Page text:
China marks breakthrough in satellite launch technology

5 satellites sent into space in 'one-stop' sea launch with all processes done on site, reports local media.

China marks breakthrough in satellite launch technology

China sent five new satellites into space on Saturday, a launch that marked a new technological breakthrough for the country.

A locally made Long March-11 carrier rocket took off from the coast of the East China Sea with five Jilin-1 Gaofen satellites, the first time China completed a “one-stop” sea launch, state-run daily Global Times reported.

All required processes were done on site at the Haiyang Oriental Aerospace Port in Haiyang in the eastern Shandong province.

“In previous seaborne launch missions, the rocket needed to complete one assembly test before being transported to the pier, and receive another test after it arrives, and the process was relatively complicated,” said Li Tongyu, commander-in-chief of the Long March rocket type.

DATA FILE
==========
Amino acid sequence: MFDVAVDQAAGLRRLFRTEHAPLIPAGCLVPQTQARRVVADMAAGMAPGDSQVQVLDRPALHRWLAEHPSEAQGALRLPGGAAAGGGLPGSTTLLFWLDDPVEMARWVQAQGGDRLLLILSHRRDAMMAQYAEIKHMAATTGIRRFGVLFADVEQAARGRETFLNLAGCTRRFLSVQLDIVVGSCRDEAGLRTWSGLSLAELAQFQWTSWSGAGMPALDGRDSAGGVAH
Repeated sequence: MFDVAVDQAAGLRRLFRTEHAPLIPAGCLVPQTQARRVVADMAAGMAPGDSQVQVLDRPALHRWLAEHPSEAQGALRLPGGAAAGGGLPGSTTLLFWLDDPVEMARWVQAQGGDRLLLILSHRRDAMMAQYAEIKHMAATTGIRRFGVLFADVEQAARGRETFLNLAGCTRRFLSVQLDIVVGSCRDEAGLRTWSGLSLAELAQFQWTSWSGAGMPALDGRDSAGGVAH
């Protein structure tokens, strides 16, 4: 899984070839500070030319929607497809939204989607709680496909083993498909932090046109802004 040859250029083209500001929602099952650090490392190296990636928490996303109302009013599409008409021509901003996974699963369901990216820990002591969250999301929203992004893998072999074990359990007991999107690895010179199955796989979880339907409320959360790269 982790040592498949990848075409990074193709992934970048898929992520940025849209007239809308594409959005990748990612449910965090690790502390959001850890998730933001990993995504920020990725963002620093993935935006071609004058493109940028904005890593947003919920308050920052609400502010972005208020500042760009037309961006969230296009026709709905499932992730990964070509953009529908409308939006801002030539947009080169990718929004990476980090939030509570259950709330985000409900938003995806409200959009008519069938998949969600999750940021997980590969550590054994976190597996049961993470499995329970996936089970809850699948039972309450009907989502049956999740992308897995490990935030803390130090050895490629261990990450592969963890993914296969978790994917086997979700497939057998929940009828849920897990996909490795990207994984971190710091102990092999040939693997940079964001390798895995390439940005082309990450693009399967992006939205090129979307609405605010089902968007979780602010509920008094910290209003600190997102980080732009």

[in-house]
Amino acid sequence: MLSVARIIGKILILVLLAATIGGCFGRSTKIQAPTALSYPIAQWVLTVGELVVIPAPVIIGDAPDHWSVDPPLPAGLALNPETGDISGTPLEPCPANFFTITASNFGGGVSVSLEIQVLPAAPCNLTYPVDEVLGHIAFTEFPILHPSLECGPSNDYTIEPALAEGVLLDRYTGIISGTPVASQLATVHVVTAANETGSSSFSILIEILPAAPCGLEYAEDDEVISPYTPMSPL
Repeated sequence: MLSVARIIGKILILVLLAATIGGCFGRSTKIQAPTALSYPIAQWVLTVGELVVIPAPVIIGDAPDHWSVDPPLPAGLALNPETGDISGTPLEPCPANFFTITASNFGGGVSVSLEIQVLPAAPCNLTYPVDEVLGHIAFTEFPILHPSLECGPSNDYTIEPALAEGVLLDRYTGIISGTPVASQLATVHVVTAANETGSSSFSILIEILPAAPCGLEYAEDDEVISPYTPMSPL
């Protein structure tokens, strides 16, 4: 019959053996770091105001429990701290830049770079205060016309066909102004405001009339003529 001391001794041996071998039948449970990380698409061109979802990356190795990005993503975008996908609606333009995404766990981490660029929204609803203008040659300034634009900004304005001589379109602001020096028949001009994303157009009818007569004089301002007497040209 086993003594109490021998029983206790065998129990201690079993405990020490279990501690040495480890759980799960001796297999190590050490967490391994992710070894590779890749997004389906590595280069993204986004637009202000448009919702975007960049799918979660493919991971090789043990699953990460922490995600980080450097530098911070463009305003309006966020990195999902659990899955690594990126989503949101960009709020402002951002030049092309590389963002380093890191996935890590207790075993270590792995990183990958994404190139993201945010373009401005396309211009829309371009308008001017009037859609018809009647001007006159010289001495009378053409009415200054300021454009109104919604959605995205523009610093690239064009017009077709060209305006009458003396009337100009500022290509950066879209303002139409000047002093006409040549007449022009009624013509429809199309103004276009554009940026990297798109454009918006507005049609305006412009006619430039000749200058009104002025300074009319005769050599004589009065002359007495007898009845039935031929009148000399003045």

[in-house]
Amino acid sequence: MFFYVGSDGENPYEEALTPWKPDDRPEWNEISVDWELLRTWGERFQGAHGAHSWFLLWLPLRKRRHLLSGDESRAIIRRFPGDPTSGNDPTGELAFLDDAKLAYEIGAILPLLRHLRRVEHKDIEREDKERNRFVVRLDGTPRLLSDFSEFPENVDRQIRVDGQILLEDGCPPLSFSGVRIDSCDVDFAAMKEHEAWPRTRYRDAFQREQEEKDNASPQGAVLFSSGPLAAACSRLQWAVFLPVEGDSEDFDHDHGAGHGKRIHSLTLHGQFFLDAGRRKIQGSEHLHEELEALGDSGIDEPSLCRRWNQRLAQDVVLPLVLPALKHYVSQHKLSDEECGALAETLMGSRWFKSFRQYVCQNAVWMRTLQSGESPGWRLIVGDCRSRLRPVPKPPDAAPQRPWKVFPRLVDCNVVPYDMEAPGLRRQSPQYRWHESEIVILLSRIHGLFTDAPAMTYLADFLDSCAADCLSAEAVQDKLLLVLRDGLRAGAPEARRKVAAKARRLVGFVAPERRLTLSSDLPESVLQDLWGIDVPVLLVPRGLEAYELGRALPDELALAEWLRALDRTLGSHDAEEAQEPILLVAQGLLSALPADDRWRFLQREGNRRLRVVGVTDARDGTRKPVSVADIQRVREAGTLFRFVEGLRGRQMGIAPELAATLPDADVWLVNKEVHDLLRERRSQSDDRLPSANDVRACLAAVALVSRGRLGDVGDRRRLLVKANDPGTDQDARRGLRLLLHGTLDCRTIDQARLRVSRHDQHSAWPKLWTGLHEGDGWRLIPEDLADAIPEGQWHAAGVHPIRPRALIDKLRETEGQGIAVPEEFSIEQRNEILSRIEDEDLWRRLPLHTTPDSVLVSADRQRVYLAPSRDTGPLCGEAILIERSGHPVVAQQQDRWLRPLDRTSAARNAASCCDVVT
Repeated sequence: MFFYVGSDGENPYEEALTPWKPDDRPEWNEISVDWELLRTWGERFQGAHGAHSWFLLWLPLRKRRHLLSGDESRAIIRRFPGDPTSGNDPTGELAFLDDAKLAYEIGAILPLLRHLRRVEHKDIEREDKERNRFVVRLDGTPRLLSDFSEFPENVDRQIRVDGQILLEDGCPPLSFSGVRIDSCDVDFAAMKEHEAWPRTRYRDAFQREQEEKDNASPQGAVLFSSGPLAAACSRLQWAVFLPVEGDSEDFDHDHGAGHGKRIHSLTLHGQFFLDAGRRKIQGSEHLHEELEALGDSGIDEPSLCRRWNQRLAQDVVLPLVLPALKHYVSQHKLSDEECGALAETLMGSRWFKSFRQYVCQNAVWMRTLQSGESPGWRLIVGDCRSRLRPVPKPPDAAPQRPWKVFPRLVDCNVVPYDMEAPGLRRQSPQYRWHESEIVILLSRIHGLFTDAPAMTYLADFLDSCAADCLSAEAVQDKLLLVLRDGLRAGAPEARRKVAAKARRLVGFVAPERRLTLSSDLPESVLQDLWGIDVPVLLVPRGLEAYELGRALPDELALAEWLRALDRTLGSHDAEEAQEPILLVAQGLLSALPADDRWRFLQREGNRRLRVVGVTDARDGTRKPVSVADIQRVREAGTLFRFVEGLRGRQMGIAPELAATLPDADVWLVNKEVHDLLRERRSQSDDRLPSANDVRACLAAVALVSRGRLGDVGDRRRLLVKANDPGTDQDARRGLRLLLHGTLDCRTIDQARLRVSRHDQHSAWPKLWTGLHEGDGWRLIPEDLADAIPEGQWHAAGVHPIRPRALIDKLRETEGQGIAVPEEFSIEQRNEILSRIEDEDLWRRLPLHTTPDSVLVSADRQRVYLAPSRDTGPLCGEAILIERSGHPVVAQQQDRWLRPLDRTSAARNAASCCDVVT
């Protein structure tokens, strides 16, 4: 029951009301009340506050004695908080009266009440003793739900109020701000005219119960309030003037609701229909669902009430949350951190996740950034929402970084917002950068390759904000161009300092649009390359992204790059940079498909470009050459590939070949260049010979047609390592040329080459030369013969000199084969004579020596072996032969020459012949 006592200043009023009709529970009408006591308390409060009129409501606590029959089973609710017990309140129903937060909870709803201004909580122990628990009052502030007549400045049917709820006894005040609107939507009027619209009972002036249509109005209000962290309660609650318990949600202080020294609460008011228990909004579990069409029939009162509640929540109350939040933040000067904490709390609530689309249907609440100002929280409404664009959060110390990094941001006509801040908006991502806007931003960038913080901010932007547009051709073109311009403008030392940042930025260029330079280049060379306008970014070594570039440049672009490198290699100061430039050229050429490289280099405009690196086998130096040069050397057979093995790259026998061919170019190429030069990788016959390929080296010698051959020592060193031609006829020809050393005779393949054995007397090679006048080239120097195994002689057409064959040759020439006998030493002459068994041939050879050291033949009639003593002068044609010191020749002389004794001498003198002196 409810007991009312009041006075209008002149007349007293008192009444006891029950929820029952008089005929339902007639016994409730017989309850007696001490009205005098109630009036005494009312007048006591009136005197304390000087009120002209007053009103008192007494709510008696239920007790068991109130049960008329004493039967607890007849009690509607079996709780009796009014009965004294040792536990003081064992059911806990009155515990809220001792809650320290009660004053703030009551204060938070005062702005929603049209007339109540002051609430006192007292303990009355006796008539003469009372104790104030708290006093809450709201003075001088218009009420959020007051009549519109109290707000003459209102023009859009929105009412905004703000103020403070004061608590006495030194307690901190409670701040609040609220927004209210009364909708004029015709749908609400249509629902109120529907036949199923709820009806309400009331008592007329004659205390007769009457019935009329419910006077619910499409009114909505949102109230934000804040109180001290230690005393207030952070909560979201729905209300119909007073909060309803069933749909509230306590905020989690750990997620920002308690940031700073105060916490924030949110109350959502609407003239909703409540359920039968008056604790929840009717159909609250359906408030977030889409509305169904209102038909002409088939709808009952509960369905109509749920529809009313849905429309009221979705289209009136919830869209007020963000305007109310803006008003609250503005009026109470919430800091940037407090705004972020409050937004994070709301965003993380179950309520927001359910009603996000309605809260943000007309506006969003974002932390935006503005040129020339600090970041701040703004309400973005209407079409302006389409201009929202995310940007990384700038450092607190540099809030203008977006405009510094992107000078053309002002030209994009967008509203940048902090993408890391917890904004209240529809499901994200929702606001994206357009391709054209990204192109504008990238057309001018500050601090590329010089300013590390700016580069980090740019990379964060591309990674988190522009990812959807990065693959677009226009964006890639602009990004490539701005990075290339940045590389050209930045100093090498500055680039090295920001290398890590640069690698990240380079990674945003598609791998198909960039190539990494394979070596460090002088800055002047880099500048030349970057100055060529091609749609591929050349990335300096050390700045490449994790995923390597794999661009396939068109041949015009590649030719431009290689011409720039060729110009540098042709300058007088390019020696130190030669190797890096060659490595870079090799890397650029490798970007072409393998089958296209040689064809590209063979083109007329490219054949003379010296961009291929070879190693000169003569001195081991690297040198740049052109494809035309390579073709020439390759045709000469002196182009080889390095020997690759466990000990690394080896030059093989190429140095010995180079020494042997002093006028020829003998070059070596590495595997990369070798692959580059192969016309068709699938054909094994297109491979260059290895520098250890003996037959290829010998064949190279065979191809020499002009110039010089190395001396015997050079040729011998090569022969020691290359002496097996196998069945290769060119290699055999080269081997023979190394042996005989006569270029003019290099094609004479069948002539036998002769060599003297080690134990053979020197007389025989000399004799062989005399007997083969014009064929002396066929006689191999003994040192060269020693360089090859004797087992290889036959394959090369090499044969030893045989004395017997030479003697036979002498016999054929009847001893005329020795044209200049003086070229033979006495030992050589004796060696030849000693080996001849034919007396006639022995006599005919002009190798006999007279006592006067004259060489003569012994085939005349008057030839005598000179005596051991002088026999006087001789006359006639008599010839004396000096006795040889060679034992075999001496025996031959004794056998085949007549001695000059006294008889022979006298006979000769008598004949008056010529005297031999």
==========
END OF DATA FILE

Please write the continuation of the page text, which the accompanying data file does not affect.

The report explained that the Haiyang port “supports the rocket to be assembled, tested, docked with the satellites, and loaded on the launch vessel in only a few hours.”

“In this way, it saves a considerable amount of preparation time by streamlining the process, and significantly reduces the cost,” Li said.

The Long March-11 rocket, which is capable of both land and sea launches, has “achieved 10 consecutive successful land launches and three successful sea launches,” the report added.